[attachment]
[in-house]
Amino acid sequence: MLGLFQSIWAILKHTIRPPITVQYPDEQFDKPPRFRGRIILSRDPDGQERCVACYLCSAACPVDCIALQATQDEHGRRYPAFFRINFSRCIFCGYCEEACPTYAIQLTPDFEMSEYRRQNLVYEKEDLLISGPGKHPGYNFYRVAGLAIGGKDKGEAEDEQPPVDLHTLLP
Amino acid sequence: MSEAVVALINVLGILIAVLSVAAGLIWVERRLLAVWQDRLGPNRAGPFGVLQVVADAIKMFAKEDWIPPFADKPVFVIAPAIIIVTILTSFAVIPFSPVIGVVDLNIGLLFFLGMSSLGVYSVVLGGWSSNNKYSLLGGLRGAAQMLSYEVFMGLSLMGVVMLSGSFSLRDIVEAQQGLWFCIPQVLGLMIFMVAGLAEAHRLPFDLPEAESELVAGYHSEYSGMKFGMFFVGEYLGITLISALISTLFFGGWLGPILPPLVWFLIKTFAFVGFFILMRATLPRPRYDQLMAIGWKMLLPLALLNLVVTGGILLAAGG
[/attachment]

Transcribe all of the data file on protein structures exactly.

[in-house]
Amino acid sequence: MLGLFQSIWAILKHTIRPPITVQYPDEQFDKPPRFRGRIILSRDPDGQERCVACYLCSAACPVDCIALQATQDEHGRRYPAFFRINFSRCIFCGYCEEACPTYAIQLTPDFEMSEYRRQNLVYEKEDLLISGPGKHPGYNFYRVAGLAIGGKDKGEAEDEQPPVDLHTLLP
Amino acid sequence: MSEAVVALINVLGILIAVLSVAAGLIWVERRLLAVWQDRLGPNRAGPFGVLQVVADAIKMFAKEDWIPPFADKPVFVIAPAIIIVTILTSFAVIPFSPVIGVVDLNIGLLFFLGMSSLGVYSVVLGGWSSNNKYSLLGGLRGAAQMLSYEVFMGLSLMGVVMLSGSFSLRDIVEAQQGLWFCIPQVLGLMIFMVAGLAEAHRLPFDLPEAESELVAGYHSEYSGMKFGMFFVGEYLGITLISALISTLFFGGWLGPILPPLVWFLIKTFAFVGFFILMRATLPRPRYDQLMAIGWKMLLPLALLNLVVTGGILLAAGG